After the plaintiffs' "Appeal under the provisions of G. L. c. 41, Section 81BB" praying "[t]hat the approval of the Planning Board in granting the subdivision to Respondent Batter be annulled," the defendant planning board, with the consent of John F. Batter, Jr., and Rosemary A. Batter, also defendants, and their successors in title, [Note 1] rescinded its approval of that subdivision plan. Therefore, the plaintiffs' case is (as the defendant-appellees argue) moot. The plaintiffs' attack on the decision of the planning board rescinding its approval fails for the reason (among others) that the rescission must stand unless and until the decision to rescind is itself annulled on appeal to the Superior Court under G. L. c. 41, Section 81BB. See Marino v. Board of Appeal of Beverly, 2 Mass. App. Ct. 859 , 860 (1974). See also Stoner v. Planning Bd. of Agawam, 358 Mass. 709 , 710 (1971); Bigham v. Planning Bd. of No. Reading, 362 Mass. 860 (1972). So far as appears no such appeal from the planning board's decision rescinding its approval was taken. (We express no opinion as to the merits of such an appeal.) Whether the plaintiffs could have litigated the various grievances adumbrated in their bill and brief in connection with the conditions of the original subdivision is immaterial, since the original subdivision plan is no longer viable. Accordingly, the judgment is modified to provide that the bill be dismissed because the case has become moot and not on the merits. See Berger v. Wellesley, 334 Mass. 193 , 195 (1956); Bettigole v. City Council of Springfield, 1 Mass. App. Ct. 816 (1973).
Costs of this appeal to be taxed against the appellant.
[Note 1] They are the only persons who appear to have an interest in the locus. The plaintiffs own nearby realty. Contrast Stoner v. Planning Bd. of Agawam, 358 Mass. 709 , 714-715 (1971); Bigham v. Planning Bd. of No. Reading, 362 Mass. 860 (1972).
The defendant was convicted by a jury on indictments which charged him with armed robbery and possession of a shotgun without a firearms identification card. He argues that he was denied his constitutional rights
of (1) speedy trial and (2) confrontation (in that the judge unduly restricted his cross-examination of the complainant). From the bill of exceptions it appears that on October 7, 1972, the complainant offered a ride to and drove to her apartment, a woman previously unknown to him, one Yvonne Burke. There he was robbed of his money and over-coat by Burke's boyfriend (the defendant). The defendant was arrested the next day, was indicted on December 5, 1972, and pleaded not guilty on January 5, 1973. By reason of a series of delays occasioned by the appointment of new defense counsel following dismissal of previous counsel by the defendant, by the failure of the authorities on one occasion to bring the defendant to court from his detention facility, and by various continuances made necessary by his attorney's engagement in courts elsewhere, he was not tried until September 18, 1973. On that day the defendant filed (and the judge denied) a pro se motion for dismissal of the indictments on the ground of a denial of a speedy trial We apply the four-pronged analysis of Barker v. Wingo, 407 U.S. 514, 530-533 (1972): length of delay, reason for the delay, the defendant's assertion of the right, and prejudice to the defendant. The eleven-month period between the defendant's arrest and trial (Dillingham v. United States, 423 U.S. 64  [per curiam]) is sufficient to trigger our examination of the other factors. Compare United States v. Fay, 505 F.2d 1037 (1st Cir. 1974), Commonwealth v. Parry, 1 Mass. App. Ct. 730 , 732-734 (1974), and Commonwealth v. Dominico, 1 Mass. App. Ct. 693 , 701 (1974), with Commonwealth v. Kennedy, 2 Mass. App. Ct. 813 (1974). See also Commonwealth v. Gove, 366 Mass. 351 , 362, n.13 (1974). However, our review of the record indicates that both the defendant and his personally chosen counsel were primarily responsible for most of the delay in bringing the case to trial and that the prosecution remained ready to proceed at all pertinent times. See Commonwealth v. Loftis, 361 Mass. 545 , 548-550 (1972); Commonwealth v. Underwood, 3 Mass. App. Ct. 522 , 527-529 (1975). The defendant neither presented a motion nor made any other specific demand for a speedy trial until the trial actually commenced. This would indicate at least a lack of concern about the effect that the passage of time might have on his ability to defend himself properly. Commonwealth v. Gilbert, 366 Mass. 18 , 23 (1974). See Barker v. Wingo, supra, at 531-532; Commonwealth v. Gove, supra, at 363. While the defendant maintains that he was prejudiced by the absence at trial of Burke and another allegedly material witness, one George Hadge (who was present at the time of the arrest), the record before us shows that the trial judge offered to subpoena these potential witnesses if the defendant would furnish their addresses. The bill of exceptions does not indicate that this information was ever submitted by the defendant. Thus, "there is no acceptable basis for our concluding that the defendant was prevented from making his strongest case." Commonwealth v. Underwood, supra, at 531. Commonwealth v. Burhoe, 3 Mass. App. Ct. 590 , 594 (1975). The defendant's allegation that the trial judge's restriction of the cross-examination of the complainant regarding what he was doing when he offered a ride to Burke and why he wore a security guard badge in the court room during the trial violated his right of confrontation is also without merit. "Generally, the scope and extent of cross-examination rest in the discretion of the judge, and his rulings will not be disturbed on review unless substantial rights of the defendant are shown to have been prejudiced." Commonwealth v. Cresta, 3 Mass. App. Ct. 560 , 563 (1975). In view of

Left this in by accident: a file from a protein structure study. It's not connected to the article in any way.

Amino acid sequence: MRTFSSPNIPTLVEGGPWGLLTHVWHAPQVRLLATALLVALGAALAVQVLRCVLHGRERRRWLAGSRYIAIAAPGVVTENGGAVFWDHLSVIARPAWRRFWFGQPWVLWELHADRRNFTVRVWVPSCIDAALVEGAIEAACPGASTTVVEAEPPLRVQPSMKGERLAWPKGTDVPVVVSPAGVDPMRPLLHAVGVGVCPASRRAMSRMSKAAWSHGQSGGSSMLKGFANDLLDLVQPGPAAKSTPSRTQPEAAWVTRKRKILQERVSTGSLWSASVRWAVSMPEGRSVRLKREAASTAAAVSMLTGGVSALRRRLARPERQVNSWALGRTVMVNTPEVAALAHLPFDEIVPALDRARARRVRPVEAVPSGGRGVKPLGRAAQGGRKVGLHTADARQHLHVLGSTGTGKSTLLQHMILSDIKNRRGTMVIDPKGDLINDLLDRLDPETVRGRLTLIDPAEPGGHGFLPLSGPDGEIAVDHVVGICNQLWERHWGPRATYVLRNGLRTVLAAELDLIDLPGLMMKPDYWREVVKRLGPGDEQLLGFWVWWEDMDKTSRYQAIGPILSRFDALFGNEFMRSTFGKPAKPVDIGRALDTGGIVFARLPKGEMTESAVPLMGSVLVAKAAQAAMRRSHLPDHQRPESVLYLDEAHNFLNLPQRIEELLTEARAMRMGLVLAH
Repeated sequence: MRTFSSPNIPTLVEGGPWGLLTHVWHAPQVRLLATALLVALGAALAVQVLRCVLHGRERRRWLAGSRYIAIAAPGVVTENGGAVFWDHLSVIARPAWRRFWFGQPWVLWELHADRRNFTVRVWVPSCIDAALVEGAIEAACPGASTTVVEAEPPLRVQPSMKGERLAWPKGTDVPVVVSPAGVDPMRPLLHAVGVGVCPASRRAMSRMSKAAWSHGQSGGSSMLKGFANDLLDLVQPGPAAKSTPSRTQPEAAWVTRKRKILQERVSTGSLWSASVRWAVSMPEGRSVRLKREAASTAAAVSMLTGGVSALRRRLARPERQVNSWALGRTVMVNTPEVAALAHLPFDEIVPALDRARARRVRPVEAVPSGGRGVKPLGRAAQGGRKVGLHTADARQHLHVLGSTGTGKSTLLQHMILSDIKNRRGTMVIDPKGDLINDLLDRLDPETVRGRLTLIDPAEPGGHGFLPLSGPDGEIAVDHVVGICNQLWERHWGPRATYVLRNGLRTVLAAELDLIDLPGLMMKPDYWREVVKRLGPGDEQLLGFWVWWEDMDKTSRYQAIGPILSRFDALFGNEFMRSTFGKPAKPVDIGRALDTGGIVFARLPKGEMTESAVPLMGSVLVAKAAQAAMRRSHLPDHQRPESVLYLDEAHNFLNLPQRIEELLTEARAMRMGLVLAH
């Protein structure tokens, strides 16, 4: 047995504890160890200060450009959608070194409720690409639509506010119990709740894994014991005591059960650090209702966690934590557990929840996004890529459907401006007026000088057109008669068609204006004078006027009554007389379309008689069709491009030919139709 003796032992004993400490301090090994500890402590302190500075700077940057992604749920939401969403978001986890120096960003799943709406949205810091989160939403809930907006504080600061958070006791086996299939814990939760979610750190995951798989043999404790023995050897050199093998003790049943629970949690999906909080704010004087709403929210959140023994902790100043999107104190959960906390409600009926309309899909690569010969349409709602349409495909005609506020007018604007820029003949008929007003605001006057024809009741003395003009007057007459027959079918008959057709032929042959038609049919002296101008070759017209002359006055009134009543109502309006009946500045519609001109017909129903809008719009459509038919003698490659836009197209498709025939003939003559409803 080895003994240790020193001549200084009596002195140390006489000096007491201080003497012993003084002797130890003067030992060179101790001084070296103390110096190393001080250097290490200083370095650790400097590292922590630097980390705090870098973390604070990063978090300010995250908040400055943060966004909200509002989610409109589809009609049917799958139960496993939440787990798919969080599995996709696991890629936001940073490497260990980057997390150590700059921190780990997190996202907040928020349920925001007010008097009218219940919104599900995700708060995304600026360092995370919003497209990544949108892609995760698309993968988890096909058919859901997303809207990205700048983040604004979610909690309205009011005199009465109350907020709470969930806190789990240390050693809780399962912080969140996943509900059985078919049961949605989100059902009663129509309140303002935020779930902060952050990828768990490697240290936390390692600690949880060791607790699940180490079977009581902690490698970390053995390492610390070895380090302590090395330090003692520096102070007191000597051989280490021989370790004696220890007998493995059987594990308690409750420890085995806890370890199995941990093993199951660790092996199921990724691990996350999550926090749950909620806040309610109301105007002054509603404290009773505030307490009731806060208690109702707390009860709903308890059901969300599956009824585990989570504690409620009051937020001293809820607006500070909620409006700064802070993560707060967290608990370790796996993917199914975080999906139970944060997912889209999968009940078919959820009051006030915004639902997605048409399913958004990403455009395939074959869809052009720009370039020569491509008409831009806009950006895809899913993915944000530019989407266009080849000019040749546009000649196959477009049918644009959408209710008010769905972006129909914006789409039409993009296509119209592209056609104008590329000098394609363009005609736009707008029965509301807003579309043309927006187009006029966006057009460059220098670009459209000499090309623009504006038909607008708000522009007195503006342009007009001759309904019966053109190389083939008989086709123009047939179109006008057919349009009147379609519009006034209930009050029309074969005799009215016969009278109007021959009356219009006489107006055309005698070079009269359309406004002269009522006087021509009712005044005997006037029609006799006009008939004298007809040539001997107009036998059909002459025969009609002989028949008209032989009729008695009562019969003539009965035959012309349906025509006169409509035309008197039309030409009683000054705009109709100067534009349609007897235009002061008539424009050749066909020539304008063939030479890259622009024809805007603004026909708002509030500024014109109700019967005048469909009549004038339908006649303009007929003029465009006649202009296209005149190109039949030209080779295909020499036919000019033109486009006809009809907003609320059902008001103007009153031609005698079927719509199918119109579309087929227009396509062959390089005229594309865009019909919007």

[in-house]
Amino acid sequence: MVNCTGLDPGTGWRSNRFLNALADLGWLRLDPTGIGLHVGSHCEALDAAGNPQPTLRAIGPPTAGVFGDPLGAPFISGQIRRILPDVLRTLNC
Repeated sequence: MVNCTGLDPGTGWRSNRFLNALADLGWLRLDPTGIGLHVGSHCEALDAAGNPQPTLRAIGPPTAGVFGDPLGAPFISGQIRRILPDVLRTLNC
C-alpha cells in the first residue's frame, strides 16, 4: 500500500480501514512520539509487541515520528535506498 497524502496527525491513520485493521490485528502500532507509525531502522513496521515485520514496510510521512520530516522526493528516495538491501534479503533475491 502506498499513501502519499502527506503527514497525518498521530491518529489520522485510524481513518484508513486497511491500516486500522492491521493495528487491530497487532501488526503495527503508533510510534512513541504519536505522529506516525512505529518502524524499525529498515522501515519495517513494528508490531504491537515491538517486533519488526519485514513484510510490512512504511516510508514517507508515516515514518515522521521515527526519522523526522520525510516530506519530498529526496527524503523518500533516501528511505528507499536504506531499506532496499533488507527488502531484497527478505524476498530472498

the nature of the excluded questions the judge acted within his discretion in this matter.